A contemporary art itinerary can be organised from Prato, including the 13th century city walls and historical town centre. The garden inside the Luigi Pecci Contemporary Art Centre along with various other important urban centres contain the works of different international artists who worked together in the1970’s. The whole collection forms an open air contemporary sculptural itinerary, merging into the surrounding urban area. Seano di Carmignano, in the Prato province, hosts the Parco Museo Quinto Martini (with free entrance). The park was built in 1988 with a large collection of bronze works made (from 1931 to 1988) and donated by the artist Quinto Martini to Seano. This public park was carefully pre-arranged by the artist before allocating his sculptures. They represent daily aspects of rural life, thus were placed outside. A girl chasing a goose can be see, an innkeeper waits for a client, a woman peeping onto the street from behind a door.
A visit to the Fattoria di Celle Via Montalese 7/A, Santomato (Pistoia) can only be done with a tour guide after written request, no entrance fee. A visit to Celle is a unique experience capable of expressing the often illusive aspects of contemporary art. Situated on the Santomato hills, the Baroque villa is surrounded by an impressive Italian garden. This 19th century park designed by the architect Giovanni Gambini, includes an aviary, teahouse and lake complete with waterfall. The Chianti Sculpture Park can be found on the road going towards Pievasciata (Siena). Open from April to September from 10.00am to dusk; from October to March only by appointment. Closed Monday entrance fee charged. The park was opened in 2003, all the works are allocated in a circular plot, crossing an oak wood. The itinerary begins with the owner’s house-gallery opposite the park entrance – even the ticket office is a work of art. The circular itinerary ends with the Japanese artist Kei Nakamura’s ‘Casa del Bosco’.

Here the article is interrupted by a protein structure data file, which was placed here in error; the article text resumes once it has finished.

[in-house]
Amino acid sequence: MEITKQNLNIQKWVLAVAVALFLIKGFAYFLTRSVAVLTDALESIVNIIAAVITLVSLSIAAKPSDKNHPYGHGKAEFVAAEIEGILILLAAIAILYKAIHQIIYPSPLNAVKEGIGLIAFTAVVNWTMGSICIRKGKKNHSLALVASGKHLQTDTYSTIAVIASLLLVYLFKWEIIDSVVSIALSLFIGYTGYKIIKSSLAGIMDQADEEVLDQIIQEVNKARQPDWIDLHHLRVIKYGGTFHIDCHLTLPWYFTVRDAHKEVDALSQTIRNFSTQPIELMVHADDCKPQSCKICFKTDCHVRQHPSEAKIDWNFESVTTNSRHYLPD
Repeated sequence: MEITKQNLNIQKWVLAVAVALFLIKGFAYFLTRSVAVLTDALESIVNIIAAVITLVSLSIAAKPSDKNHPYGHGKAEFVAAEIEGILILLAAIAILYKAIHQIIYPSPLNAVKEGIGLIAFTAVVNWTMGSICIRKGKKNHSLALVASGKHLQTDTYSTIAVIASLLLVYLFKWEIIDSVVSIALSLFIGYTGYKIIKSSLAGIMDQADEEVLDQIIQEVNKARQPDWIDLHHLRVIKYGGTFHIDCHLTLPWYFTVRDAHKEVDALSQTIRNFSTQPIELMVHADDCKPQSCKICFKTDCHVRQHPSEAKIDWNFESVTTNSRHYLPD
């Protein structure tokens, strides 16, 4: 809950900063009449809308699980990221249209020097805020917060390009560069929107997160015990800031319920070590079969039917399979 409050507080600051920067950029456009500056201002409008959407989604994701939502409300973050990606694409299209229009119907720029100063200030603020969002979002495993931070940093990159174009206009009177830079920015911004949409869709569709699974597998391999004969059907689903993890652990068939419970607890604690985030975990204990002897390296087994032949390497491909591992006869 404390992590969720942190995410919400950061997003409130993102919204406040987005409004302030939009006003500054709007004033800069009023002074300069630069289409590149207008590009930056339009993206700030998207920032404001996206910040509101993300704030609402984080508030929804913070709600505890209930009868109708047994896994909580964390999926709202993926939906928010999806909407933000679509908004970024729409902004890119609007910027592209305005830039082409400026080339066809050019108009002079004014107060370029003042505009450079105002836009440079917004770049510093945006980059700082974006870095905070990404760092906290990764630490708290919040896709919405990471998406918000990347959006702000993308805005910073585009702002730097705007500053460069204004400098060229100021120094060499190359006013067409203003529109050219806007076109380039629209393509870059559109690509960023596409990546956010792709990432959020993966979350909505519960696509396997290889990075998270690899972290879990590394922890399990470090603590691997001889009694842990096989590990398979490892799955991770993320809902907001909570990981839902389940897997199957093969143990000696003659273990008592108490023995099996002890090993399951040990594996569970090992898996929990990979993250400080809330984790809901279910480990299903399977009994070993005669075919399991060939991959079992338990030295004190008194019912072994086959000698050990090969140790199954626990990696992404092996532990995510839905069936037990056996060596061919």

n the wood surrounding the Chiusino (Siena) Osho Misto centre the ‘dream forest’ can be found with its towers, temples squares made with irregular stonework or by simply overlapping stones. Deva Manfredo’s architectual sculptures are instead created in miniature seemingly antique they could quite easily pass as childrens’ toys.